Donna looks up at her. Her face is pale, like she didn’t sleep much last night, and her eyes are a little red, but these are the only traces that anything happened last night. She’s smiling, for one, and it looks genuine. It’s not her usual smile, admittedly, but it’s definitely enough to ease Jackie’s nerves somewhat.
“I told him,” She tells her straight away and Jackie immediately sits across from her at the kitchen table, “He took it well. I mean, he was upset I hadn’t told him earlier, but I think he understood…”
“That’s good,” Jackie says, slowly.
“Yeah. Uh, it was hard. He cried. But, uh. We talked about our options. He still wants to marry me.”
Jackie nods but doesn’t say anything.
“He even said he’d tell Kitty for me. After the wedding, of course. I know that will be hard for him, but,” Donna takes a sip of her coffee. It’s quiet for a long time. Jackie knows that while at least it’s now out in the open, they still have a lot to work through together. But at least they can do it together. Donna speaks a second later, and when she does her voice sounds dazed, like she can’t really believe it, “He really loves me, you know?”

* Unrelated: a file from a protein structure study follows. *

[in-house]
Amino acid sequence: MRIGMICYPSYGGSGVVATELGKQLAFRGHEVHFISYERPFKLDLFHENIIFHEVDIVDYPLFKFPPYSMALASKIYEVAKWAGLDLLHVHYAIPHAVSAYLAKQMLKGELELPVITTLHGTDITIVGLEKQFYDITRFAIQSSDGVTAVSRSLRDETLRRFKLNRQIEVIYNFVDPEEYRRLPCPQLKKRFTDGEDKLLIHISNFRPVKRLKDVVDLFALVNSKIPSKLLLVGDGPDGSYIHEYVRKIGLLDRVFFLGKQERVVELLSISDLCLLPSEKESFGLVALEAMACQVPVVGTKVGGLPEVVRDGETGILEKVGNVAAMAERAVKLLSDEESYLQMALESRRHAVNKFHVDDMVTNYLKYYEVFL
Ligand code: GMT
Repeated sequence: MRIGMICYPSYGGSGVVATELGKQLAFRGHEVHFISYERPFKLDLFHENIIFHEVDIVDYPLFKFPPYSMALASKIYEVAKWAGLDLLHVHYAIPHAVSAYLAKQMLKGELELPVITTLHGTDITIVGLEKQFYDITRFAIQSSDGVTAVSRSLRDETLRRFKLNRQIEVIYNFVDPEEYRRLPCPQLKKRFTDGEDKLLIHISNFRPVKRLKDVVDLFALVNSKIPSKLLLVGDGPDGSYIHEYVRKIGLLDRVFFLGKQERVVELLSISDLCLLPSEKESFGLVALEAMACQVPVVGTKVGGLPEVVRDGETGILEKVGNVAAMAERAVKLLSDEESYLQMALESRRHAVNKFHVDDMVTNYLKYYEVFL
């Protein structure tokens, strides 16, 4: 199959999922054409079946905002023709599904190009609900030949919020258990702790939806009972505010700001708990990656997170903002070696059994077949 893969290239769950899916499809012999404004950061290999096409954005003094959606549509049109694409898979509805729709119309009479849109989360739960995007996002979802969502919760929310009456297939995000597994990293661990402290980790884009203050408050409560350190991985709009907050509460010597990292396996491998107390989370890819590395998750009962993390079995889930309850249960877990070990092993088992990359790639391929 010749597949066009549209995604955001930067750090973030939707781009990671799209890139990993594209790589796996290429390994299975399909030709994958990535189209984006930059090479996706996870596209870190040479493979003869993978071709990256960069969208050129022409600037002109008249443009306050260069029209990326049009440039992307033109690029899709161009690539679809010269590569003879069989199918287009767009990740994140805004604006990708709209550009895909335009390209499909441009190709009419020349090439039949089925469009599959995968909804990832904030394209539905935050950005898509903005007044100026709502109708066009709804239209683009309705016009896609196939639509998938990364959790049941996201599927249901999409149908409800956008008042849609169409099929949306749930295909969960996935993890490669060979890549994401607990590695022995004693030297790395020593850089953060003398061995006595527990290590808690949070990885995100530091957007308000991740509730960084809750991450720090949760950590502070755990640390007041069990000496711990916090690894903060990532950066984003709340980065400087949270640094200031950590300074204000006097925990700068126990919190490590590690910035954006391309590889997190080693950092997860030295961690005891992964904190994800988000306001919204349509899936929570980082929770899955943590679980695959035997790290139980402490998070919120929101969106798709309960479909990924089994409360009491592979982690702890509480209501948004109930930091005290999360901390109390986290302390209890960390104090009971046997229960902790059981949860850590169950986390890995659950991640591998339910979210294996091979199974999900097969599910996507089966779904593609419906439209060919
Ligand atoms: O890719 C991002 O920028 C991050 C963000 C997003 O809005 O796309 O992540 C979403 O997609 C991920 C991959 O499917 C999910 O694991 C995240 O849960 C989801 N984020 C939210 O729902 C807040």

The words force a laugh out of Jackie. That boy looked at Donna like she hung the stars. She’s never really known anyone to look at someone like that, even now she’s older and been to more weddings than she can count. “He really does.”
Donna smiles, content, and Jackie feels an ache inside herself. She should not be jealous of Donna on her wedding day. Fuck.
“Oh, by the way, Eric took the kids over for breakfast at Kitty’s. Said he wanted to give me some space to get ready.”
Jackie nods. For once, she’s extremely thankful for Eric Forman. She’ll have to find a way to thank him without him gloating.